In light of these concurrences, I find it a bit strange that Judge Luttig ended up authoring the opinion of the court. But, as I have suggested recently, we can find a lot of wisdom in the bard of Bob Dylan: "It ain't no use to sit and wonder why, babe/ It don't matter, anyhow.... Don't think twice, its alright."
UPDATE: I've now had a chance to read Clark closely, and it is first-rate work by all the judges. Even Judge Luttig's opinion, which is most emphatic about the error in considering state sentencing practices, includes the important and valuable caveat that "the consideration of state sentencing practices is not necessarily impermissible per se."
More Alito Q & A on the death penalty
Following up on Senator Feingold's capital punishment questions late yesterday (details here) and action in the Supreme Court (details here and here), Senator Leahy kicked off today's questioning of Justice Alito by asking about the death penalty, innocence, and DNA. SCOTUSblog liveblogging here provides some highlights of an interesting dialogue. This exchange might make the papers:
LEAHY: But you agree with Roberts that the Constitution does not countenance the execution of the innocent?
ALITO: The Constitution is designed to prevent that.
But what I found most fascinating was Senator Leahy's subsequent question to the effect of "Could the Senate Judiciary Committee issue and enforce a subpoena to have a convicted death row defendant come testify before Congress, if they issued it an hour before execution?". Alito sensibly responded that he would have to think about the issue. Bonus points to the staffer who devised this great idea and question.
UPDATE: It appears, from this liveblog, that Senator Feingold returned to these innocence issues at the end of his questions on Thursday morning.
Encouraging reaction to crack sentencing report
I am very pleased to see, especially today on the one-year anniversary of Booker, that the Sentencing Project's valuable new report, "Sentencing with Discretion: Crack Cocaine Sentencing After Booker (discussed here, available here), has generated at least one encouraging congressional reaction. This Wall Street Journal article's discussion of the report includes this extraordinarily heartening passage:
Sen. Jeff Sessions, an Alabama Republican, said he intended to introduce a bill this year that will propose changing the law to reduce the disparity between the amounts of crack cocaine and powder cocaine necessary to give a defendant the same sentence.... "I still believe the guidelines are not appropriate on crack and powder cocaine," said Sen. Sessions. "I think we need to make some improvements there based on the reality of what's going on in the courts of America. This study does seem to indicate that judges would tend more to the 20-to-one ratio rather than 100-to-one."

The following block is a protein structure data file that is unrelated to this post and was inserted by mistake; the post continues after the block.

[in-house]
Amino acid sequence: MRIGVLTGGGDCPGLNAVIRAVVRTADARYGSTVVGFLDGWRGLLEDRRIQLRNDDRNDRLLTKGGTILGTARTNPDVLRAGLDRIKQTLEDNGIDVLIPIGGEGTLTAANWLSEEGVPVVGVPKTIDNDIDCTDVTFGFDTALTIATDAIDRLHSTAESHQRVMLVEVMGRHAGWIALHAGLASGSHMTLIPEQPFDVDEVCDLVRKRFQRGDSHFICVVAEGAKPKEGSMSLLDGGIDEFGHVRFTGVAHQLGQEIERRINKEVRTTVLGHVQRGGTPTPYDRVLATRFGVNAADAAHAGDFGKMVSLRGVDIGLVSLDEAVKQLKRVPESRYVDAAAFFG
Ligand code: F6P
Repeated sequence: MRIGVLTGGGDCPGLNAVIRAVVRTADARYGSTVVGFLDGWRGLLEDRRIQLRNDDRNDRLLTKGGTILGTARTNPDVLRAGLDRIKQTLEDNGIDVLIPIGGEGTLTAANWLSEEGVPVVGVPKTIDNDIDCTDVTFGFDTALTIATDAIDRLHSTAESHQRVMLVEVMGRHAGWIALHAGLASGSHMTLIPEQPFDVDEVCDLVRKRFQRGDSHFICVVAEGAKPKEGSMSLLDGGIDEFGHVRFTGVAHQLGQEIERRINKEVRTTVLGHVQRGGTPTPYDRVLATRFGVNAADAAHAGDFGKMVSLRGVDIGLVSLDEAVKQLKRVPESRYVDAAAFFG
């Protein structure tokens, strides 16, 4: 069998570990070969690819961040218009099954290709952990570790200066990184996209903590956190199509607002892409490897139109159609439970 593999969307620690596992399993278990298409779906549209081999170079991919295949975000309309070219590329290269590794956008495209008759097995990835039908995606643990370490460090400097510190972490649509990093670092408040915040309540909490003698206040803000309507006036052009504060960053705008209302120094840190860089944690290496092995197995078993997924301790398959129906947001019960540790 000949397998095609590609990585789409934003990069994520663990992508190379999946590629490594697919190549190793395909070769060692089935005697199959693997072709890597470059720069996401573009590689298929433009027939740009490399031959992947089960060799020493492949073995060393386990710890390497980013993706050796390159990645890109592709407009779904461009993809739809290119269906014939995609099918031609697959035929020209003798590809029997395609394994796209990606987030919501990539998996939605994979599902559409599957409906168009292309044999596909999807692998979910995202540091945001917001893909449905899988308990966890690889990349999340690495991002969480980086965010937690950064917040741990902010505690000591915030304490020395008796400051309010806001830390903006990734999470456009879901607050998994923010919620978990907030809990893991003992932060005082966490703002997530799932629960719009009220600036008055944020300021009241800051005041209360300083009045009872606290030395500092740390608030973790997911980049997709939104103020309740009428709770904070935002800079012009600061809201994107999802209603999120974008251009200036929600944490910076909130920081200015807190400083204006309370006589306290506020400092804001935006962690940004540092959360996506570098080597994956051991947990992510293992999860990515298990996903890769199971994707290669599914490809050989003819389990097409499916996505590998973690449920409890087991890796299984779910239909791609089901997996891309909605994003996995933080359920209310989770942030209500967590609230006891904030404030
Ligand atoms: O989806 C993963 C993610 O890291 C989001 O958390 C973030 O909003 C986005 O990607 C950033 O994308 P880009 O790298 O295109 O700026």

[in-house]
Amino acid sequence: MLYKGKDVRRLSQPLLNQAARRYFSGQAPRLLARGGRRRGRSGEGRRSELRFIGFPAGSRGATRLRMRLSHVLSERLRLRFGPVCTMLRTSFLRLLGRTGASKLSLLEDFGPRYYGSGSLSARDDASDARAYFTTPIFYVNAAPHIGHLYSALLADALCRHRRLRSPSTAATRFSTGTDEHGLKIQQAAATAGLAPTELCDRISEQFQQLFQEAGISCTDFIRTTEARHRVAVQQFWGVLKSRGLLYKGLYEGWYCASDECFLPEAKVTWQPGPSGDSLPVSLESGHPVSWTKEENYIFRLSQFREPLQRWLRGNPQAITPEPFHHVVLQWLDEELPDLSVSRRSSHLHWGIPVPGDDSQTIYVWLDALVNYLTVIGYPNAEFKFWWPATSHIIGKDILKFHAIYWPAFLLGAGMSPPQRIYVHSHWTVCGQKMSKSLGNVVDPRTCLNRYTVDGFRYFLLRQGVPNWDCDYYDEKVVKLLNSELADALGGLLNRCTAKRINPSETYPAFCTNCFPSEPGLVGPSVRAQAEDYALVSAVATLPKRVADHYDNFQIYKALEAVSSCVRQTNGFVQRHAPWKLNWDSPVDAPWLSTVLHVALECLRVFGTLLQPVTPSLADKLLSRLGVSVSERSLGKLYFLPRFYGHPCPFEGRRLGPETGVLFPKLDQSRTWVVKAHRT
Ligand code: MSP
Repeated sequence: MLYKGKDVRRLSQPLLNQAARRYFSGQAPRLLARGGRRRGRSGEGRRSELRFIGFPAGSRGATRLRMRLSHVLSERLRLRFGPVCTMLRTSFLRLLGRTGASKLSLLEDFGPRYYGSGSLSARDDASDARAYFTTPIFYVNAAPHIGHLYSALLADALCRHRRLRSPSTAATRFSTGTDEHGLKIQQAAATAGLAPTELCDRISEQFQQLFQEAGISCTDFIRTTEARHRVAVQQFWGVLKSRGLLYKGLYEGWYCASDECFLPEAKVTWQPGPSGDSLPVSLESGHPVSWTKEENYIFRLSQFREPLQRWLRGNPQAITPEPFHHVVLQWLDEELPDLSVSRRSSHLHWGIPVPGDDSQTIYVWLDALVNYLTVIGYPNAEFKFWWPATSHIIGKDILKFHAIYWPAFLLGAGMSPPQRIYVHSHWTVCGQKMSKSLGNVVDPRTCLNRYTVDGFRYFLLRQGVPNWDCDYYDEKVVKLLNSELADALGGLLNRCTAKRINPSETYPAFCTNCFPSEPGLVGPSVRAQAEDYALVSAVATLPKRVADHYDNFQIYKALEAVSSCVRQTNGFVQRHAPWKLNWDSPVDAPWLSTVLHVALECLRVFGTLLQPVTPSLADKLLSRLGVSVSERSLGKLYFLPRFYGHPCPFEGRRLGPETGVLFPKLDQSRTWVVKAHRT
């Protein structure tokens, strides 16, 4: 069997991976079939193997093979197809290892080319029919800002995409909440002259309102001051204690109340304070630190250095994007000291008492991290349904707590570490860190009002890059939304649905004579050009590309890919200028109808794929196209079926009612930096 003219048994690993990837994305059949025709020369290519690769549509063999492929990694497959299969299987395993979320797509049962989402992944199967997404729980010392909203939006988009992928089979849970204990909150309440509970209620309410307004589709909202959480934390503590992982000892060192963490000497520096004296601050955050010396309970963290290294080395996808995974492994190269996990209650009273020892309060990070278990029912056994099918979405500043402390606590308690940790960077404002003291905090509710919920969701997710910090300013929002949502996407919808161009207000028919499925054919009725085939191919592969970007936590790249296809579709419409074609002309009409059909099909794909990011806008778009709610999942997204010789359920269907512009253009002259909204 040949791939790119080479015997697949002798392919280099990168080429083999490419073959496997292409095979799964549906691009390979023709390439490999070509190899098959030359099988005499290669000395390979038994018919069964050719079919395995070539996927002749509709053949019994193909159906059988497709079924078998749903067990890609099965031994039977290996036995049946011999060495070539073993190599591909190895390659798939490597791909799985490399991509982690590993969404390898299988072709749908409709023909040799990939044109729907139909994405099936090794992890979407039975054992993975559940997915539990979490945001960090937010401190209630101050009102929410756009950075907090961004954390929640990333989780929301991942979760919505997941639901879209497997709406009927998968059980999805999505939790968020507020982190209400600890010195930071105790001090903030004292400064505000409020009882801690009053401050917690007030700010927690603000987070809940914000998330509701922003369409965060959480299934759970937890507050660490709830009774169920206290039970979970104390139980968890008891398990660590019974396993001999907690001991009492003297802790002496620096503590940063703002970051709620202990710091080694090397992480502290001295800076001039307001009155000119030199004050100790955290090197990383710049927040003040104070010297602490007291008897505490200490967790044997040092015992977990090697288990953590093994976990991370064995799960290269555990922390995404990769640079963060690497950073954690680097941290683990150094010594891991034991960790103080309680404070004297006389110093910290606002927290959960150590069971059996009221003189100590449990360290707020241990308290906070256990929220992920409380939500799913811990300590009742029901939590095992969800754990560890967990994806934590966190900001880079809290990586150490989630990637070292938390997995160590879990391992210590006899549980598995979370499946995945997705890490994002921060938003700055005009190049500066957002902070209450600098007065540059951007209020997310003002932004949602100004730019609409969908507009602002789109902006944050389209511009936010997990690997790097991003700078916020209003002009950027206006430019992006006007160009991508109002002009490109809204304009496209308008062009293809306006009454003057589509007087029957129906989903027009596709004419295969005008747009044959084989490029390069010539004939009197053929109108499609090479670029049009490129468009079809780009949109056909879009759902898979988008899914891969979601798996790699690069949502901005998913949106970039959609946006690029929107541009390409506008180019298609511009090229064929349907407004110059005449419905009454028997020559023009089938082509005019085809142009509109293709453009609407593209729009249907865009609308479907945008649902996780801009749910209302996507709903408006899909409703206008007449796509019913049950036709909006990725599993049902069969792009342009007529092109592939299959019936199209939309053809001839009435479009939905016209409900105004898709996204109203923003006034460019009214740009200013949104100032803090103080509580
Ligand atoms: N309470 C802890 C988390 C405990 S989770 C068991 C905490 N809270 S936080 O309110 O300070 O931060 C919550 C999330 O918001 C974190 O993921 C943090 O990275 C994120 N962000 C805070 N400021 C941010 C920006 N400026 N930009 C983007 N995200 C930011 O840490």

Media coverage of SCOTUS capital work
Wednesday was a big death penalty day for the Supreme Court, with its notable 5-4 decision to reinstate a death sentence in Sanders (details here) and arguments over innocence issues in House v. Bell (details here). Here are highlights from the media coverage:
Linda Greenhouse's report on the House argument in the NYT is especially compelling, noting that "Justices Antonin Scalia and Stephen G. Breyer were particularly steeped in the details and were deeply engaged on opposite sides of the case, debating it back and forth almost to the exclusion of the lawyers standing before them." Also, House may garner even more attention if DNA tests dispute the guilt of Ronald Coleman, who was executed by Virginia in 1992. (Newspapers also provide Coleman case background here, and notable commentaries here and here.)
More Angelos aftermath
Overshadowed by the Alito hearings, the Tenth Circuit's disconcerting affirmance of the 55-year sentence given to Weldon Angelos (discussed here and here) has drawn relatively little media attention. But this fascinating article in the Salt Lake City Desert News, entitled "Attorneys for Angelos vow to keep fighting sentence," is a must-read for anyone closely following the case. I found quotes from the chief prosecutor to be especially telling:
U.S. Attorney for Utah Paul Warner said unlike the description painted by his defenders, "Weldon Angelos is no choirboy." As for the case going to the U.S. Supreme Court, Warner said the 10th Circuit sided with his office on every aspect of the case and there were no dissenting opinions. "Put a fork in this case because it's done," Warner said....
As for the long list of legal experts backing Angelos, Warner said many are former colleagues and friends that he worked with during the Clinton and Bush administrations. Warner said he feels the only reason they have sided with the defense in the case is because most of them are now in private practice and need to support the side that will benefit them, suggesting some were "paid to sign on to such briefs." "It's their bread and butter now that they're in private practice," Warner said....
Warner said he personally has little sympathy for Angelos, since his office offered Angelos a plea bargain of just over 15 years, which he rejected for taking the case to trial.